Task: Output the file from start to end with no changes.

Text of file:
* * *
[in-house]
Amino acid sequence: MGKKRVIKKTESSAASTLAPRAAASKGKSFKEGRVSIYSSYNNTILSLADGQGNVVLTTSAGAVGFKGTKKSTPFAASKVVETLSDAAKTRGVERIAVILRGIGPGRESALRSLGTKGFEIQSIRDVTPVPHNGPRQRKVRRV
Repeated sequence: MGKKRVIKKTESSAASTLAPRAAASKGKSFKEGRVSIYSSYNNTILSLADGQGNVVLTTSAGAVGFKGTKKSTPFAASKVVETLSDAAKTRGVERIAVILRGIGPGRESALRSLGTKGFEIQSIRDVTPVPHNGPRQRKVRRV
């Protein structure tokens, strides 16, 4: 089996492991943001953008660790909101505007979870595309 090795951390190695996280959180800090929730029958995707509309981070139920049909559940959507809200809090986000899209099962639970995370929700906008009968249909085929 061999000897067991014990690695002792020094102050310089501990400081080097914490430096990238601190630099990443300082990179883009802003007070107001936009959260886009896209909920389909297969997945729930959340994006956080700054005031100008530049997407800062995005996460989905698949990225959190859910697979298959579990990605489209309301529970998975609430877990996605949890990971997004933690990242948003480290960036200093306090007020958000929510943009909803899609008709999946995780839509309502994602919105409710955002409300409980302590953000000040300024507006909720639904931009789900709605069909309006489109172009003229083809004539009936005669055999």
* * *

[in-house]
Amino acid sequence: MGKKRVIKKTESSAASTLAPRAAASKGKSFKEGRVSIYSSYNNTILSLADGQGNVVLTTSAGAVGFKGTKKSTPFAASKVVETLSDAAKTRGVERIAVILRGIGPGRESALRSLGTKGFEIQSIRDVTPVPHNGPRQRKVRRV
Repeated sequence: MGKKRVIKKTESSAASTLAPRAAASKGKSFKEGRVSIYSSYNNTILSLADGQGNVVLTTSAGAVGFKGTKKSTPFAASKVVETLSDAAKTRGVERIAVILRGIGPGRESALRSLGTKGFEIQSIRDVTPVPHNGPRQRKVRRV
């Protein structure tokens, strides 16, 4: 089996492991943001953008660790909101505007979870595309 090795951390190695996280959180800090929730029958995707509309981070139920049909559940959507809200809090986000899209099962639970995370929700906008009968249909085929 061999000897067991014990690695002792020094102050310089501990400081080097914490430096990238601190630099990443300082990179883009802003007070107001936009959260886009896209909920389909297969997945729930959340994006956080700054005031100008530049997407800062995005996460989905698949990225959190859910697979298959579990990605489209309301529970998975609430877990996605949890990971997004933690990242948003480290960036200093306090007020958000929510943009909803899609008709999946995780839509309502994602919105409710955002409300409980302590953000000040300024507006909720639904931009789900709605069909309006489109172009003229083809004539009936005669055999």